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UN anti-torture watchdog spotlights Vatican's record

A UN anti-torture watchdog on Monday began a two-day grilling of the Vatican over its efforts to stamp out child sex abuse by priests.

GENEVA: A UN anti-torture watchdog on Monday began a two-day grilling of the Vatican over its efforts to stamp out child sex abuse by priests.

The hearing is the Vatican's first since 2002, when it signed up to an international convention banning torture as well as cruel, inhuman and degrading treatment.

Victim support groups insist that the rape and molestation of children by the clergy and lay personnel falls under the terms of the convention.

They are hoping that the Vatican will face similarly-scathing criticism as it did in January when it came before a UN children's rights watchdog.

That panel condemned the Vatican for failing to do enough to stamp out abuse and for allowing systematic cover-ups around the glove, despite pledges to adopt a zero-tolerance approach.

The Roman Catholic Church has been shaken by a decade-long cascade of scandals involving child abuse by priests and Catholic lay officials, from Ireland to the United States and Australia.

Hundreds of predatory priests have been defrocked, but critics say Vatican action has been too slow and failed to stem the scourge of paedophile clergy.

Addressing the opening of the UN committee session on Monday, the Holy See's UN envoy Monsignor Silvano Tomasi said the Vatican lent the battle against torture "a crucial moral voice in its support through its teaching".

"It should be stressed, particularly in light of much confusion, that the Holy See has no jurisdiction over every member of the Catholic Church," he told the panel.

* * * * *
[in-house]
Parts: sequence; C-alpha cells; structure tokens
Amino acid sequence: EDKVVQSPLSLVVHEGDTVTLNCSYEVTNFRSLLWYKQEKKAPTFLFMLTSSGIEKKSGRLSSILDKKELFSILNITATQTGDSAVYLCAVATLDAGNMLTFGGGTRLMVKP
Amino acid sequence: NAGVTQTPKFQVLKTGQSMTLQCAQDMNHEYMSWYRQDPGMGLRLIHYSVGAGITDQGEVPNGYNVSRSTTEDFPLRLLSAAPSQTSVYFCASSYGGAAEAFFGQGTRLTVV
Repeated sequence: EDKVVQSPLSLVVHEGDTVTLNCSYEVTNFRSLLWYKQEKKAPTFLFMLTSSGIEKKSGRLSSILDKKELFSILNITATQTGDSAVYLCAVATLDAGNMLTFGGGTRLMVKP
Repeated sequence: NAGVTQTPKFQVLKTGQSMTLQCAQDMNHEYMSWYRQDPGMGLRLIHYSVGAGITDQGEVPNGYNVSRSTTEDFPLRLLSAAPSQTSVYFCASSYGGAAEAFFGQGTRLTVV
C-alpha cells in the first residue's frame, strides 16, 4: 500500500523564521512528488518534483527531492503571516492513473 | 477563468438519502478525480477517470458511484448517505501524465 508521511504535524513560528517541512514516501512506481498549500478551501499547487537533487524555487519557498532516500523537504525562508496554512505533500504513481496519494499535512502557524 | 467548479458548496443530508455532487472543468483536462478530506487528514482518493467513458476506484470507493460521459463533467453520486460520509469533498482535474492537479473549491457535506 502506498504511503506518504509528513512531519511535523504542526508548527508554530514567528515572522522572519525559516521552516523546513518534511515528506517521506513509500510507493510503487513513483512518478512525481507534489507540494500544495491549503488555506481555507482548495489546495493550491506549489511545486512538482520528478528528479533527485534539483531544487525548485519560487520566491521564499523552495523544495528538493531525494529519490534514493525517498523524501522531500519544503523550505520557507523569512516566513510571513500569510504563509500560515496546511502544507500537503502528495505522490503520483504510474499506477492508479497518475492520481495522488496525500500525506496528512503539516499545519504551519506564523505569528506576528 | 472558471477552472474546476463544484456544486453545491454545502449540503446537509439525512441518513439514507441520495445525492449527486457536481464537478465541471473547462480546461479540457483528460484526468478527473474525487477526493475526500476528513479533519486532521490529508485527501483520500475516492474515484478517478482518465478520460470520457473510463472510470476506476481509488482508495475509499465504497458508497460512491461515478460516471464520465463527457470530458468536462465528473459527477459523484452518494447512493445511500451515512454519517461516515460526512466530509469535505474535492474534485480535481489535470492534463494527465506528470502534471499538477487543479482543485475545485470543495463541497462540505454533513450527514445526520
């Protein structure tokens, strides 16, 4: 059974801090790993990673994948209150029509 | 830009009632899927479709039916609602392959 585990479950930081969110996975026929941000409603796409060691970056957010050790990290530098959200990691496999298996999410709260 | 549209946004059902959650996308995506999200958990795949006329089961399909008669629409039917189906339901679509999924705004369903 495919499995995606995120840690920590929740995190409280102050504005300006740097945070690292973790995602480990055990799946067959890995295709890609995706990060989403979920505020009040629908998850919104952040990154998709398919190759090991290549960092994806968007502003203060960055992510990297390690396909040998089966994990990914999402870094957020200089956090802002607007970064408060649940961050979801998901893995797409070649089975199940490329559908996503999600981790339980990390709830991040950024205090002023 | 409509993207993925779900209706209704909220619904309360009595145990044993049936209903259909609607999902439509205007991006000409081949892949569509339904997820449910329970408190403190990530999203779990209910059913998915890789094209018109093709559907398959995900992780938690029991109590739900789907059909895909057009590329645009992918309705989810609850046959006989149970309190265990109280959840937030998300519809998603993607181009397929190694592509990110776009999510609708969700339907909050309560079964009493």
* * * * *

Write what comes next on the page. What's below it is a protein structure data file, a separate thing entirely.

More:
"The Holy See wishes to reiterate that the persons who live in a particular country are under the jurisdiction of the legitimate authorities of that country and are thus subject to the domestic law and the consequences contained therein. State authorities are obligated to protect, and when necessary, prosecute persons under their jurisdiction," he said.

Campaigners repeatedly have condemned the Vatican and individual dioceses for allowing the transfer of abusers to new parishes within countries, and even across borders, in an alleged attempt to cover up their crimes and keep them from the clutches of justice.

"The purpose of the convention is to ensure that parties take measures to prevent the commission of violations," committee member Felice Gaer told the Vatican delegation.

"The convention aims to ensure there is no safe haven for perpetrators of torture, or cruel, inhuman and degrading treatment," she said.

Fellow committee member George Tugushi said: "We all know that the Catholic Church is against violence.

"Yet we can see that child abuse cases have not been addressed for decades."

The anti-torture committee session opened two days after a Vatican panel announced that it would develop "best practices" to curb abuse and protect minors.

"We see ensuring accountability in the Church as especially important, including developing means for effective and transparent protocols and processes," said the Vatican panel, which includes prominent Boston Archbishop Sean Patrick O'Malley and Irish abuse victim and campaigner Marie Collins.

The panel "adopted the principle that the best interests of a child or vulnerable adult are primary when any decision is made," a panel statement said.

The Vatican has been more proactive in recent years in investigating allegations of abuse and listening to victims, and has promised zero tolerance for abusers.

But it faces a backlog of thousands of cases and has been criticised for failing to do enough to punish predatory priests or the senior clergymen who covered up for them.

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